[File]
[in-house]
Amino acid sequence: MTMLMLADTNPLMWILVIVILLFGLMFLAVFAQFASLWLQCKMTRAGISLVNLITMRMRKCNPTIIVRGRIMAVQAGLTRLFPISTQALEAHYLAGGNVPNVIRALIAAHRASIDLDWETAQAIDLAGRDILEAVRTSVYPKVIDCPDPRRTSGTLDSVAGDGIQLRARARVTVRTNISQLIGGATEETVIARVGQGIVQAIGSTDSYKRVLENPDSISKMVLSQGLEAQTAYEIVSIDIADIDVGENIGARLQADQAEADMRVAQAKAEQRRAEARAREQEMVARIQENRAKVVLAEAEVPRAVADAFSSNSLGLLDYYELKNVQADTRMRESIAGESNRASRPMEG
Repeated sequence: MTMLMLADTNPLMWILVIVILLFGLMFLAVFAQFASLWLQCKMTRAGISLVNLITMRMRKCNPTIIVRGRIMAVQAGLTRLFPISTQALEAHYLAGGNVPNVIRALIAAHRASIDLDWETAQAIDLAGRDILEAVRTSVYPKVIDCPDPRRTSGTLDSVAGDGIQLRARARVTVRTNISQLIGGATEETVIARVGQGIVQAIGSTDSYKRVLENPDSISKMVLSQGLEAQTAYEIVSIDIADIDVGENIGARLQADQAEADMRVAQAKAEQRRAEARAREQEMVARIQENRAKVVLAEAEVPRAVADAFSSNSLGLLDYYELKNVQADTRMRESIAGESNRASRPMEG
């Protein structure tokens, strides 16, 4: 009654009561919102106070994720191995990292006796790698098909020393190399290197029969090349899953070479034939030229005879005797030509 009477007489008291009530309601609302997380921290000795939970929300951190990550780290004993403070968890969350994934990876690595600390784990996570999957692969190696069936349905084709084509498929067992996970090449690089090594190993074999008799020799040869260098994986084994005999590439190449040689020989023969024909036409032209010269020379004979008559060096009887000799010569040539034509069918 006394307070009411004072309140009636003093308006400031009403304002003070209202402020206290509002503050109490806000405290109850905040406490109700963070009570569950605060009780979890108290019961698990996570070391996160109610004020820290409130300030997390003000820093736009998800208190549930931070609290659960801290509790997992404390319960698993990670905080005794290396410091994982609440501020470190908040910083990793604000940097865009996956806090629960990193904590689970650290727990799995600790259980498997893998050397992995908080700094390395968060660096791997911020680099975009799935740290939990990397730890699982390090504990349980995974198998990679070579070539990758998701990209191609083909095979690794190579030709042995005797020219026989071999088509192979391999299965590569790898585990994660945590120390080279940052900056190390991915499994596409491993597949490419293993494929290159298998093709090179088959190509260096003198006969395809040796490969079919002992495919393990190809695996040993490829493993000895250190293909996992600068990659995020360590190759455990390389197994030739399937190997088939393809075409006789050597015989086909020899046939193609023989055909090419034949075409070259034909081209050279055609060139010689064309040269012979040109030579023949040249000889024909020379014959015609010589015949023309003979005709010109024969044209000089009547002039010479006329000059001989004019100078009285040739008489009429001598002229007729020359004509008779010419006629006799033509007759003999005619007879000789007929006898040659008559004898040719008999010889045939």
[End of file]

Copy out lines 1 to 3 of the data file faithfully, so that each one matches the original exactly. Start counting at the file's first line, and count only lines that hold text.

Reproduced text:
[in-house]
Amino acid sequence: MTMLMLADTNPLMWILVIVILLFGLMFLAVFAQFASLWLQCKMTRAGISLVNLITMRMRKCNPTIIVRGRIMAVQAGLTRLFPISTQALEAHYLAGGNVPNVIRALIAAHRASIDLDWETAQAIDLAGRDILEAVRTSVYPKVIDCPDPRRTSGTLDSVAGDGIQLRARARVTVRTNISQLIGGATEETVIARVGQGIVQAIGSTDSYKRVLENPDSISKMVLSQGLEAQTAYEIVSIDIADIDVGENIGARLQADQAEADMRVAQAKAEQRRAEARAREQEMVARIQENRAKVVLAEAEVPRAVADAFSSNSLGLLDYYELKNVQADTRMRESIAGESNRASRPMEG
Repeated sequence: MTMLMLADTNPLMWILVIVILLFGLMFLAVFAQFASLWLQCKMTRAGISLVNLITMRMRKCNPTIIVRGRIMAVQAGLTRLFPISTQALEAHYLAGGNVPNVIRALIAAHRASIDLDWETAQAIDLAGRDILEAVRTSVYPKVIDCPDPRRTSGTLDSVAGDGIQLRARARVTVRTNISQLIGGATEETVIARVGQGIVQAIGSTDSYKRVLENPDSISKMVLSQGLEAQTAYEIVSIDIADIDVGENIGARLQADQAEADMRVAQAKAEQRRAEARAREQEMVARIQENRAKVVLAEAEVPRAVADAFSSNSLGLLDYYELKNVQADTRMRESIAGESNRASRPMEG